It was eye-opening. Up until that point I had seen the role of a newspaper reporter as one with more autonomy, more of a seek-and-destroy attitude toward topics and issues. But Mary, at Dave’s urging, showed me the reality.

What I would come to know from Dave was that he guided me because he truly believed there was a better path that I wasn’t considering. He absolutely respected reporters and editors and didn’t have anything negative to say about their work nor their roles, but he could see it wasn’t a fit for me.

In addition he was seeing my personality of being shy and reserved and quiet. I of course knew that in my dream role of a reporter I’d have to talk to and interview people. That scared me. But my interest in doing the writing gave me imaginary courage. I think he realized that, at least at that point in my life, I wasn’t ready for such a thing.

The prodding by Dave and help from Mary brought me to a crossroads. It was a very painful decision point.

In terms of credit hours, I was about halfway done with college. Because I’d more or less gone to university part time, it was slow going. But now I was challenged to continue with my course of study or change it. Changing it would be expensive and dramatically increase my time to graduation.

And I wasn’t sure what I would change my majors to even if I decided that was best. The newspaper technology field has always been a hybrid of unique skills. Even today many in the I.T. department at newspapers worked their way up from other areas of the business. A programming or computer science education can be very important, but knowing about printing, typography, graphic design, writing, database management, customer management – those are all key areas that I.T. professionals live in. Back in the late ‘80s, breaking into the I.T., or “systems” department was tough. But after that day with Mary, and some introspection, I realized that working in I.T., specifically at a newspaper, was what I was meant to do.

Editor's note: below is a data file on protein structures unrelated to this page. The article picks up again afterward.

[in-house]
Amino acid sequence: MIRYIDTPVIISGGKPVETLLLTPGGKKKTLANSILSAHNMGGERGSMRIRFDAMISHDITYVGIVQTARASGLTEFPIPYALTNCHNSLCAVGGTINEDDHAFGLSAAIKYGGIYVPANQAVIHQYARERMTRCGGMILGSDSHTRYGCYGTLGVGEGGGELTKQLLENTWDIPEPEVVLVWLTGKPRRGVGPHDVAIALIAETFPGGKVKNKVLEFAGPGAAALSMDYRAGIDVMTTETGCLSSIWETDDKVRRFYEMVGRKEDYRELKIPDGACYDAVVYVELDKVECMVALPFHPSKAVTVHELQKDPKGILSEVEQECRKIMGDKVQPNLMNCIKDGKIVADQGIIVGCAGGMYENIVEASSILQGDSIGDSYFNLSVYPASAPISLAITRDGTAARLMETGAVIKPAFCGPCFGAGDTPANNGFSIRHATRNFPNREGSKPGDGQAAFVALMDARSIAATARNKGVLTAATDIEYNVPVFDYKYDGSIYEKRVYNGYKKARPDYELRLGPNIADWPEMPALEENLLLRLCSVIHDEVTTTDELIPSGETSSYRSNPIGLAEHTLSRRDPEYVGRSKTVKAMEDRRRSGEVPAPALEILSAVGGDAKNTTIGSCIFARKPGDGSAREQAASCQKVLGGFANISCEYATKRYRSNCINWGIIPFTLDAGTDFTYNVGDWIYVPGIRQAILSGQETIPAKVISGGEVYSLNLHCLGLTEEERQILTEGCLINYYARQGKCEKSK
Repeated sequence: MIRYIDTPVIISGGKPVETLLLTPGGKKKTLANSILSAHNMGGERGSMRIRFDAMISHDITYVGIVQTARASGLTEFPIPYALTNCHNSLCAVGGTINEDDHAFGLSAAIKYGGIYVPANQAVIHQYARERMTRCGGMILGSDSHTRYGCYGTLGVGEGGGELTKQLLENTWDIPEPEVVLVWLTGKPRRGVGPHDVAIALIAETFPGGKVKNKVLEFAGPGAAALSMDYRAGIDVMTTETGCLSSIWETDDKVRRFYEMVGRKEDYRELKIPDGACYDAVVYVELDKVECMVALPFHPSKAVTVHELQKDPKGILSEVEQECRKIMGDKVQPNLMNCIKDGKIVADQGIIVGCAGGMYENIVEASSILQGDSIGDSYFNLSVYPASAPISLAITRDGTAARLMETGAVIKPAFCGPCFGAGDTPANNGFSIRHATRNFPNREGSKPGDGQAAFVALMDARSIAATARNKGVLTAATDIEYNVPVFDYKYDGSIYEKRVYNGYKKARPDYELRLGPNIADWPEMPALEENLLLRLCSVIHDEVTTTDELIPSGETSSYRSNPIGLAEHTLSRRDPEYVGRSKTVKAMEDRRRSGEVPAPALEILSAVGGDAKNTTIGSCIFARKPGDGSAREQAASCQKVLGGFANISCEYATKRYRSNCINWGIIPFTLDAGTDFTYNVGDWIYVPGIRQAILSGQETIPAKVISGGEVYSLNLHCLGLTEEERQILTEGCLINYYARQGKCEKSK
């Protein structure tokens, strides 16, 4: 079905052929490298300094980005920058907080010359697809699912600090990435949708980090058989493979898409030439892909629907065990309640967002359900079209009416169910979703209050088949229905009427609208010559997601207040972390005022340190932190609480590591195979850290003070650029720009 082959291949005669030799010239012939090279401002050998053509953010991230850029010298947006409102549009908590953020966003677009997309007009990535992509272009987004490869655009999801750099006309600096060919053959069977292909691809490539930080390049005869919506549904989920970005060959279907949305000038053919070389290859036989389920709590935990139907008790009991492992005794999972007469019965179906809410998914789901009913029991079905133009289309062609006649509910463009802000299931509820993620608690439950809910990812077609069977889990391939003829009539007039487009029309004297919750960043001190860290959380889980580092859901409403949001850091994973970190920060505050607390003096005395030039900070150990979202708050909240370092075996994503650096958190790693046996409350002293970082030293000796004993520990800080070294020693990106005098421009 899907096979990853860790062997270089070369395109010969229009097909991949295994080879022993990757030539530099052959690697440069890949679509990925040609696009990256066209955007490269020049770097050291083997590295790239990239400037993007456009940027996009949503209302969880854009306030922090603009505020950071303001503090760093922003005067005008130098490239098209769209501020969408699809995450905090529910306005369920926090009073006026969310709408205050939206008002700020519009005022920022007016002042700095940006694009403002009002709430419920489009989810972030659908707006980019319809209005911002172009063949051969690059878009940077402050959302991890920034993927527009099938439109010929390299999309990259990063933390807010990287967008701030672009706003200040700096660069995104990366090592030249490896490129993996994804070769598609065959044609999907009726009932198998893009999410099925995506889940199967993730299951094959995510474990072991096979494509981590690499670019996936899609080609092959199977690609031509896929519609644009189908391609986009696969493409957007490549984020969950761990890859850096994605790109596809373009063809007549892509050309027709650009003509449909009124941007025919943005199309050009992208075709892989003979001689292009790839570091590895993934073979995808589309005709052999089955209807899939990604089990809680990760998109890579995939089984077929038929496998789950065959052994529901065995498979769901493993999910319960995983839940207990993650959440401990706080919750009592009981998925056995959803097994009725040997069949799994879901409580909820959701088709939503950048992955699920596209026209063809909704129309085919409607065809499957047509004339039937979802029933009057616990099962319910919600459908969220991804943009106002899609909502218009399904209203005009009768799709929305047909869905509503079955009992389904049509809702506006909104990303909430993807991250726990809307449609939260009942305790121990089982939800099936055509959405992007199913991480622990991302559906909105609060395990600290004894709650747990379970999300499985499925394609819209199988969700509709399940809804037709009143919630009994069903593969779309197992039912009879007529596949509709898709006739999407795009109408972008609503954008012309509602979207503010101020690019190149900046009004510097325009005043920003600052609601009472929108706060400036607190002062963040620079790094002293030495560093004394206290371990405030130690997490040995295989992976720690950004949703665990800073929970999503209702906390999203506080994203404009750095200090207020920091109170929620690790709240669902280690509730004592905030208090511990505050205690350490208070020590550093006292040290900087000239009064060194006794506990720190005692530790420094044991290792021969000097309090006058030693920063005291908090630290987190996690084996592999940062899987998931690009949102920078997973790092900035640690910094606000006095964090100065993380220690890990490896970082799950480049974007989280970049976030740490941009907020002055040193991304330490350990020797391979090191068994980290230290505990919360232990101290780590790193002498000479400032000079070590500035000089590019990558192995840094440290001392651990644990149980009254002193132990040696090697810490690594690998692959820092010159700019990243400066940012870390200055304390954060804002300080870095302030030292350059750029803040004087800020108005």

Decades, many positions and a couple of employers later, I’m still in the newspaper technology field. I’ve never looked back nor regretted my decision to change paths. I ended up completing my degree in Political Science with a minor in English/Professional Writing because of the time I had already invested in it. And that, too, has served me well. On paper it may not make sense that I studied with an emphasis on constitutional law but spend my days writing JavaScript code, SQL queries and being a Scrum Master. But my formal education gave me many soft skills, and Dave gave me the foundation of the hard, technical skills I also needed.

Dave recognized the big change I was making and he supported me 100%. Once he knew that I was committed to the technology side of the business he helped to open doors to other opportunities, training and positions that allowed me to advance.

I worked with others who were at least equally if not more qualified for some roles. But Dave pushed me and made a way for me.